University of Cambridge > Talks.cam > World History Workshop > Benedicto K.M. Kiwanuka, Theological Imagination and the Making of Constitutional Discourse in Colonial Uganda: A Global Intellectual History

Benedicto K.M. Kiwanuka, Theological Imagination and the Making of Constitutional Discourse in Colonial Uganda: A Global Intellectual History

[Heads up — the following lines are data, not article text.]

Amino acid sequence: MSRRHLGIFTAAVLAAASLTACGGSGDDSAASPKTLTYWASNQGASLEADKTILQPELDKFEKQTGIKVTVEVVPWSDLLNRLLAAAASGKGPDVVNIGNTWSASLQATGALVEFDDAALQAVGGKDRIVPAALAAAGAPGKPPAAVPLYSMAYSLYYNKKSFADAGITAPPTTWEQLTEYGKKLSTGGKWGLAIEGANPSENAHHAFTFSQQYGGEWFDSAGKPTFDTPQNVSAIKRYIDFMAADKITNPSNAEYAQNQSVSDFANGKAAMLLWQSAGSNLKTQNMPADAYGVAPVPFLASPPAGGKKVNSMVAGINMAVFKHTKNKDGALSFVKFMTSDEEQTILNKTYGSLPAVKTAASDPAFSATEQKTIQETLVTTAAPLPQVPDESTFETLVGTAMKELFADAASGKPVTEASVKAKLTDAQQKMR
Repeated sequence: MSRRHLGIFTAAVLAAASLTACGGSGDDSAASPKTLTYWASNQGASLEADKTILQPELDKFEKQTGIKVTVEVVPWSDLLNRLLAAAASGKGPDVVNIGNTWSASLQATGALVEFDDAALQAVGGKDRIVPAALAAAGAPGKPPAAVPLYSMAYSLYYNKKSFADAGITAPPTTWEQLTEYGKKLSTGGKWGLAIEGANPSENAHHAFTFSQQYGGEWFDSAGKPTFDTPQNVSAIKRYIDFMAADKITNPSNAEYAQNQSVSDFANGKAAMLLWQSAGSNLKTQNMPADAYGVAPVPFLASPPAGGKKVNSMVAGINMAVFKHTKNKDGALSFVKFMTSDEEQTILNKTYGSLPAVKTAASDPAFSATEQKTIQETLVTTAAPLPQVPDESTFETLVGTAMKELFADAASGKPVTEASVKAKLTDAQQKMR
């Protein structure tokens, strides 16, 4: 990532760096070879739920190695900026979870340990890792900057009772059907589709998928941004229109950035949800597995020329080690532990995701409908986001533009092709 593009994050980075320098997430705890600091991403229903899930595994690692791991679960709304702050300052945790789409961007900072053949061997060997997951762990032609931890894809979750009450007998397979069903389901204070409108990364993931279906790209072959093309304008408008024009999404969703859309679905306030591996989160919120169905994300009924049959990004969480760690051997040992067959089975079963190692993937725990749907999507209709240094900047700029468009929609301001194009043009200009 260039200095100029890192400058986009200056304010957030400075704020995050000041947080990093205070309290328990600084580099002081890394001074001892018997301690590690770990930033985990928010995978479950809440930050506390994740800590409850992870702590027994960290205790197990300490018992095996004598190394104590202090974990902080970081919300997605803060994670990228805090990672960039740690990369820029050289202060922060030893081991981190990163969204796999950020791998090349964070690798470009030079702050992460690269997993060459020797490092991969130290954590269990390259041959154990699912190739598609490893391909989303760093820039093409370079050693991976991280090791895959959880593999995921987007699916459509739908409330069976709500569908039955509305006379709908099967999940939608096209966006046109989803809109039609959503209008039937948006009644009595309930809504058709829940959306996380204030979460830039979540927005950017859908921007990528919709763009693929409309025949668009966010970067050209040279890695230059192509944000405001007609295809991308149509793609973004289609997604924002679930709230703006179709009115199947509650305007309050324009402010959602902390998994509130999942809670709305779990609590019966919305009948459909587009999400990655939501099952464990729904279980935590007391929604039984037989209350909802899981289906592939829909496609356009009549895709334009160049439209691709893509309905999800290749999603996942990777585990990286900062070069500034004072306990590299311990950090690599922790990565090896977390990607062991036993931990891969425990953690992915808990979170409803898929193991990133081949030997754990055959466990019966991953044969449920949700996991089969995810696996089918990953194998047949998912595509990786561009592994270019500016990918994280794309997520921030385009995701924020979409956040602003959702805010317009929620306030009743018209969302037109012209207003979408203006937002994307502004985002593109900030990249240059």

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This paper explores the conceptual history of a single, moral ideal, –bwenkanya, justice, and how it was reasoned and re-imagined in Catholic Buganda throughout the twentieth-century. Throughout the first half of the twentieth-century, etymological and proverb-use development indicate a gradual, yet fundamental shift in the conceptual classification of ‘justice’, particularly among Ganda Catholics. There developed a discursive shift away from the pre-colonial language of decisiveness and precision (sala ‘musango)—which had come to be effectively legislated by a ruling minority in the post-1900 state—to the language of participation and mutual discussion, – kkaanya (–kkaanyizza). By envisioning the latter, Catholics sought to create political space for majority-based participation. In the context of Uganda’s imminent independence, Uganda’s first elected prime minister, Catholic politician Benedicto Kiwanuka, radicalised participatory-oriented conceptualisations of justice with theological abstraction, on the one hand, and the constitutional ideals of John Locke and Jean-Jacques Rousseau on the other, to not only imagine political space for marginalised Ganda Catholics, but also non-Catholic, non-Baganda as well. By drawing on the political philosophies of Locke and Rousseau, Kiwanuka envisioned a nation ‘which stood firmly together’, while debating internal contestations of authority and recasting religiously biased monarchicalism.

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